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The Next Generation of Testers

On March 26, 2014, in Articles, News, Newsletter, by Association for Software Testing
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By Erik Davis

I’ve been thinking for some time (where some time = on and off for the past few years) that trying to find new testers is far more difficult than it should be. I’ve been in enough discussion threads in the past year to feel comfortable saying I am not alone in this thought.

The biggest issue I see is that almost no one outside of tech companies knows what software testing is.  There are no real programs offered for software testing in colleges or universities in my region, or much of the rest of the US for that matter (except for FIT of course). Before anyone jumps on the fact that I am talking about testing degrees, let me get my point out. Many (if not most) high school graduates in the US continue to be pushed into post secondary education. Like it or not, that’s where many possible candidates go and learn about the world and the jobs it has to offer. Have you talked to Computer Science majors in your area lately? Do they know what testing is? Do they know it is a profession? An intentional career choice? Not in Cleveland. What about MIS/CIS? Surely testing is touched with the broad brush that is MIS? Not around here.

So what can we do about this? Some people have suggested trying to work with local schools to start programs (maybe not degrees to start) that could eventually lead to testing degrees. This would reach the “I don’t know what I want to be” students and possibly convince some of them to get into testing right out of school. Some people have suggested reaching out to schools to try and get professors of certain majors (CS, MIS, CIS, Accounting, Psychology, Philosophy,??) to advertise local tester meetups as extra credit (or something) for their students. This could reach students already heading in a different direction and possibly convince them to look into testing once they graduate.

I see merit in both approaches, they both require a lot of leg work.

Another idea that came up recently (and hasn’t come to fruition yet) is to start younger. I happen to work for a large technology company in the Cleveland area (if you know the East and West side tech “giants” in Cleveland, I am on the westside). As such, we get asked by local schools to put on various technology events for middle and high school students. We started bringing students to our office and having them shadow testers and developers for a few hours to give them a basic understanding of what we do. We also accept high school interns from local schools, especially in testing. We have done talks and presentations in the past, but in my eyes those are much less impactful than having students sit with professionals. After thinking about these for a while, our HR team had the idea to put together a team of people from a variety of tech positions within the company that could travel out to schools to discuss technology jobs. For the testing portion, we proposed using games to help show the kids how much fun thinking like a tester can be. Specifically, we discussed things like Art Show and “the dice game” and possibly even Zendo for High School students.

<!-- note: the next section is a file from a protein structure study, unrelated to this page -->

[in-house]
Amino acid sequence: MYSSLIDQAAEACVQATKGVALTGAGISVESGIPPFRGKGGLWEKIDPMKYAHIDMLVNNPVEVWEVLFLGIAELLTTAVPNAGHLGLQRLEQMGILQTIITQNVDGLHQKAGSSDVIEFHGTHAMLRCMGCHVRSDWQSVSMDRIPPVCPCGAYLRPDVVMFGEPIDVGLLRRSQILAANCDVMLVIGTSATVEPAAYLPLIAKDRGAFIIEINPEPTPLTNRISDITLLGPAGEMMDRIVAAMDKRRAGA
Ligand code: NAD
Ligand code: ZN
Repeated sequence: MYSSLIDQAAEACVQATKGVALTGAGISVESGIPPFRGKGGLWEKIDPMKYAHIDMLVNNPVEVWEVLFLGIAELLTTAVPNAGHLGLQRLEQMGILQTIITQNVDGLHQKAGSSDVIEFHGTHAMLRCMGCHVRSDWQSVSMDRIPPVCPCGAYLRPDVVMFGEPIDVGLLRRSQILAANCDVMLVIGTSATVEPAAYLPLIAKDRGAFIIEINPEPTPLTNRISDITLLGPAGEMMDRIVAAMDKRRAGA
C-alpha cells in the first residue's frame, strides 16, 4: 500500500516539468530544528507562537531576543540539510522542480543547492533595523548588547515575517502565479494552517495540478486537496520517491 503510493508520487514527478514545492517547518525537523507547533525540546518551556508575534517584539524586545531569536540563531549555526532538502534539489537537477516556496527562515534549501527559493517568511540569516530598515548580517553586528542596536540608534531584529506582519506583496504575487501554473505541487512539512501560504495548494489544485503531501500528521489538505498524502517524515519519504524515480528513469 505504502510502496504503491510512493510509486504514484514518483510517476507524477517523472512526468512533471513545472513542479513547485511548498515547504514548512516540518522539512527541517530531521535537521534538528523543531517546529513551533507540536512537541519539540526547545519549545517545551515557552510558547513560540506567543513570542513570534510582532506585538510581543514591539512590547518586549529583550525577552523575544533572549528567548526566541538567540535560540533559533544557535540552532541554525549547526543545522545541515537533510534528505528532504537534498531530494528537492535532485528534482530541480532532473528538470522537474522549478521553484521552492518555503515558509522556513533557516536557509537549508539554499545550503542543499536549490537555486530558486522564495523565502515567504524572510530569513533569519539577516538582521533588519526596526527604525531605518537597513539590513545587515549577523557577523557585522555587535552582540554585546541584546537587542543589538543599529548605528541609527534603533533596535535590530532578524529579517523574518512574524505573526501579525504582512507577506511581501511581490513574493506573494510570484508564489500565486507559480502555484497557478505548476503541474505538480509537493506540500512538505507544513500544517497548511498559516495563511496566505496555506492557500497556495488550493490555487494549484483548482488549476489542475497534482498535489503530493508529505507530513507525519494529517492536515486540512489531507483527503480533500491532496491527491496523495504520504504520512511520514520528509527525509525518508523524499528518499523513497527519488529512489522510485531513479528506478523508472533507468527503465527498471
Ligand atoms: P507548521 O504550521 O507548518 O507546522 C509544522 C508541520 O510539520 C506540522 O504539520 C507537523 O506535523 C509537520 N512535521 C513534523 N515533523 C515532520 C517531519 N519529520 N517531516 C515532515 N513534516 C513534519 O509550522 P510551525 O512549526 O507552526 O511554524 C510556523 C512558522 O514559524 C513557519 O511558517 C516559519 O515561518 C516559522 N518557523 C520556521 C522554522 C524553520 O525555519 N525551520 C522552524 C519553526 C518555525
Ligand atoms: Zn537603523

I don’t exactly know where to go at this point. I am not all that pro-degree (I personally don’t feel degrees prove much about a person or their abilities in many majors beyond being able to follow a schedule and pass some tests), though I understand that the number of people that go to a college or university is too large to ignore. Sure, I hire people from all sorts of majors, even ones that didn’t complete a degree, it just seems like it might be easier if some of them came in with a background in testing. I admitted a long time ago that hiring testers is a difficult, time consuming process. That doesn’t mean I have to like it, or sit back and suffer. I don’t believe there is much, if any value in certifications (in testing that is) so I see no point in pushing for those in my area. Reaching out to kids is an awesome idea (and I plan to push for it to happen), it just means waiting several years to see if it worked at all.

What ideas do you have? How are you trying to find the next generation of testers? What new places can we look for testers?

 

 

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2 Responses to The Next Generation of Testers

  1. […] The Next Generation of Testers Written by: Erik Davis […]

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